Goal attainment scaling as a measure of clinically important change in nursing-home patients

Age Ageing. 1999 May;28(3):275-81. doi: 10.1093/ageing/28.3.275.


Objectives: To assess the feasibility, validity and responsiveness of an individualized measure--goal attainment scaling-in long-term care.

Design: Prospective descriptive study.

Setting: One academic and three community-based long-term care facilities.

Subjects: 53 nursing-home patients seen in consultation between July 1996 and June 1997.

Intervention: Specialized geriatric medicine consultation.

Main outcome measures: Effect size and relative efficiency of the Barthel index, hierarchical assessment of balance and mobility, global deterioration scale, axis 8 (behaviour) of the brief cognitive rating scale, cumulative illness rating scale and the goal attainment scale.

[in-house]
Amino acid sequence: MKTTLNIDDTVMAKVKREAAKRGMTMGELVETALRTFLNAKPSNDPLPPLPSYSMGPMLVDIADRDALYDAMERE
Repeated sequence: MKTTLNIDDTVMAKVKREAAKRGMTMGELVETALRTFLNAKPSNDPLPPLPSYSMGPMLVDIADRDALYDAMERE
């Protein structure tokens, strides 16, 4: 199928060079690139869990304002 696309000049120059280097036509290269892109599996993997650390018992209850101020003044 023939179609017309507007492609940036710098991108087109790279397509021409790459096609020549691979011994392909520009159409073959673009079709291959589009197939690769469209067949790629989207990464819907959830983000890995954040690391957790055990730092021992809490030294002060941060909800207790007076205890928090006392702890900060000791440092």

Results: Mean goal attainment scale at follow-up was 46+/-7. The goal attainment scale was the most responsive measure, with an effect size of 1.29 and a relative efficiency of 53.7. The goal attainment scale did not correlate well with the other measures (-0.22 to 0.17).

Conclusion: Goal attainment scaling is a feasible and responsive measure in long-term care. Although fewer problems in nursing-home patients than elderly inpatients are susceptible to intervention, clinically important goals can be achieved in this population.

Publication types

  • Research Support, Non-U.S. Gov't

MeSH terms

  • Activities of Daily Living / classification
  • Aged
  • Aged, 80 and over
  • Chronic Disease / rehabilitation*
  • Dementia / rehabilitation
  • Disabled Persons / rehabilitation
  • Goals*
  • Homes for the Aged*
  • Humans
  • Long-Term Care
  • Neuropsychological Tests / statistics & numerical data
  • Nursing Homes*
  • Outcome and Process Assessment, Health Care
  • Prospective Studies
  • Psychometrics
  • Reproducibility of Results